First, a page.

We’ve explored the role that DJs play in the community of groove and what gifted turntablists can do when they innovate in a live setting.
Now, let’s dive deeper into our exploration to discover how Toronto-based remix trio, Keys N Krates creates new rhythmic palates and musical canvases via the real-time remix.
When I think of my favorite remixes they all have one thing in common. They take the essence of the original track and re-contextualize it in a way that’s fresh, unique and unexpected.
Now, most great remixes happen when an artist works hard in the studio.
But what about the craft of live remixing?
How does a trio of players innovate the art of the live remix? How do they combine musical and technical elements to move the bodies and elevate the minds of fans during a live show in real-time?
More importantly, how does the live remix stir up the emotions of fans and curate an atmosphere of creative and communal transcendence on the dance floor?
To answer those questions I asked Keys N Krates — a three-piece comprised of DJ Jr Flo (turntables), Matisse (keys) and Adam Tune (drums) — to explain how they use a mix of original and classic tracks, samplers and live musical instruments to make the live remix experience communal, organic, dynamic and synergistic.
Keys N Krates is currently on tour opening for OK Go, Metric and Big Bio. And to get you ready to experience them live, they also told me how the Arcade Fire inspires them, what their dream venue is, how remixing Drake influenced them, what “Little Things” they think are the most important to look for in the crowd during a show, and more.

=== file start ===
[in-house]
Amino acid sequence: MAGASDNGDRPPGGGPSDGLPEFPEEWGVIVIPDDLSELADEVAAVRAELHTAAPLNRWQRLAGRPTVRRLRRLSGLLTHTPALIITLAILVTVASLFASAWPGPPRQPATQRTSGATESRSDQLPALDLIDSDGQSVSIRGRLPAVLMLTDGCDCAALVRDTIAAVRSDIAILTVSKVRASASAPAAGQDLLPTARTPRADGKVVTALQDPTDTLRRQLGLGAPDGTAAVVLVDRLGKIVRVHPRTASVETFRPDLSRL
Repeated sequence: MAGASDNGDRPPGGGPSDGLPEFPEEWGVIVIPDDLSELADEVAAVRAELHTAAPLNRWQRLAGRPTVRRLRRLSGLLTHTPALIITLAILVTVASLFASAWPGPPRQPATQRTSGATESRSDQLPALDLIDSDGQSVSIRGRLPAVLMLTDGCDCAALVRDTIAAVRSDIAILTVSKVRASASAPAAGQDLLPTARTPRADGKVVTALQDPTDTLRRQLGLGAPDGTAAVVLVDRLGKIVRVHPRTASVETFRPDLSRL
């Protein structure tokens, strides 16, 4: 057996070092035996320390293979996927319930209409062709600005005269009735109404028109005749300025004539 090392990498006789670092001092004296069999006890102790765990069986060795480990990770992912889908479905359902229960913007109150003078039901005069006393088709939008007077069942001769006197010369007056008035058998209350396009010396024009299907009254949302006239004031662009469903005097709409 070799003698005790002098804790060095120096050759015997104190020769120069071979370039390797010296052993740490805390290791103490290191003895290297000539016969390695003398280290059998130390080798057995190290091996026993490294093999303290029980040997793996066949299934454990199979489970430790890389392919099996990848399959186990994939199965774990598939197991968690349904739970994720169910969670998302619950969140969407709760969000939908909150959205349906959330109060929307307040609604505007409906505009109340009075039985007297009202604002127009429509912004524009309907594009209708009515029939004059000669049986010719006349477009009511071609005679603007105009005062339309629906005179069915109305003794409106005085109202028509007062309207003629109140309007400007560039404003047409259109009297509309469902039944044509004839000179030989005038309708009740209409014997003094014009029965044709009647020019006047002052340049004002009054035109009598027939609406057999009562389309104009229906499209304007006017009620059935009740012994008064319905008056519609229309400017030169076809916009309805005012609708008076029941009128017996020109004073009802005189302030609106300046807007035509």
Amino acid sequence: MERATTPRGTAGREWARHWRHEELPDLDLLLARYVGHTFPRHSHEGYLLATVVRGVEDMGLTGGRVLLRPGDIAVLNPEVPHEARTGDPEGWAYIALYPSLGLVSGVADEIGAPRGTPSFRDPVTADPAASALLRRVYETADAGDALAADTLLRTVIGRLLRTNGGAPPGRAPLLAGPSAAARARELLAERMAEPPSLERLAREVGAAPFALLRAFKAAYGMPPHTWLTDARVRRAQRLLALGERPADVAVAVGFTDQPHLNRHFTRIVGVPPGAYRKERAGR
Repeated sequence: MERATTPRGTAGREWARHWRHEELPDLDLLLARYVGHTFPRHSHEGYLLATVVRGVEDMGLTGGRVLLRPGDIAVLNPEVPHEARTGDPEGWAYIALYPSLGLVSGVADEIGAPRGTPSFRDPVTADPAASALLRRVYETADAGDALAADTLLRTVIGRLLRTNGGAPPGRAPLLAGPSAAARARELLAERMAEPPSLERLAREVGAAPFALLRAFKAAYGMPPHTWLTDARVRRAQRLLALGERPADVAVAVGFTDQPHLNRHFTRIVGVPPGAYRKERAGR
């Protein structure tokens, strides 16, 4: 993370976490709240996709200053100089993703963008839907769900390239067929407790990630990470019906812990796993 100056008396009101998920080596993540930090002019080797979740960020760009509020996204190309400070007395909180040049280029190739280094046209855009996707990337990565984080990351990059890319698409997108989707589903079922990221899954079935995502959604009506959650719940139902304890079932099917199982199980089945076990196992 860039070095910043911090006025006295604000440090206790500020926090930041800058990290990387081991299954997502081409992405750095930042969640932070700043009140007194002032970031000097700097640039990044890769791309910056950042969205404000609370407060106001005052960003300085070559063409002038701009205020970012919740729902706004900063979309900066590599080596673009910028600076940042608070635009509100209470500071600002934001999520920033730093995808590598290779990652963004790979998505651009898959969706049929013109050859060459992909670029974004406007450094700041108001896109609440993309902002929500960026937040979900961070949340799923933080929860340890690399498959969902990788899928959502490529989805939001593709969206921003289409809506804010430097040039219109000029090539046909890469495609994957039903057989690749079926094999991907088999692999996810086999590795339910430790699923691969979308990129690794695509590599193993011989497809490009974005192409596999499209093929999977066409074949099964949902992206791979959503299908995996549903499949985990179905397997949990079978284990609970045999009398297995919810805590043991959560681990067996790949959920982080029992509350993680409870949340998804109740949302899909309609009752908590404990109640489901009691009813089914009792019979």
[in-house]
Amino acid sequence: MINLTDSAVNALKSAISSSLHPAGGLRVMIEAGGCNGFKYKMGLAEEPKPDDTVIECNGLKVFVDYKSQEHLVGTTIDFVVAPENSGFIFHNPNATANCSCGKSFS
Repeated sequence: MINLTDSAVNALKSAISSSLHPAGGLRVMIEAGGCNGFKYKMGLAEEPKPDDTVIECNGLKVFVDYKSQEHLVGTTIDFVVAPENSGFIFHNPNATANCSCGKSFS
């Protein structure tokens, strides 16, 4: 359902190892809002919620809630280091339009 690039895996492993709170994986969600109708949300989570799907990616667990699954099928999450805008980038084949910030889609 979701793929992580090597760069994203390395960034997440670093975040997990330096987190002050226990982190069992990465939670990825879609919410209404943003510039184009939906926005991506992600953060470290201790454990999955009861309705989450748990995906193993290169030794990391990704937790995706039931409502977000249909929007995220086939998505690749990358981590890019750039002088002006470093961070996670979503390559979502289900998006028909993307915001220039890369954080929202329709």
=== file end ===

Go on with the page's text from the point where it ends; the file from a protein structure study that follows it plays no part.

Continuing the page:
LF: How have your live shows influenced and inspired your approached to remixing in the studio, and recording the last year’s Live Remix 101 and your new mixtape Almost 39 Minutes?
Flo: Well, basically the live mixtape pretty much reflects how a live show of ours would sound and feel because the mixtape is not really produced up. It was recorded live off the floor to two inch in the vein of Motown recordings. There was no multi-tracking or real production aspects. 3 dudes in a room making noise, which is exactly what our live show is. Studio remixes such as our “Let Me Know” reinterpretation of Drake’s “unforgettable” was an idea we got in the studio, so we straight cooked that up studio-style.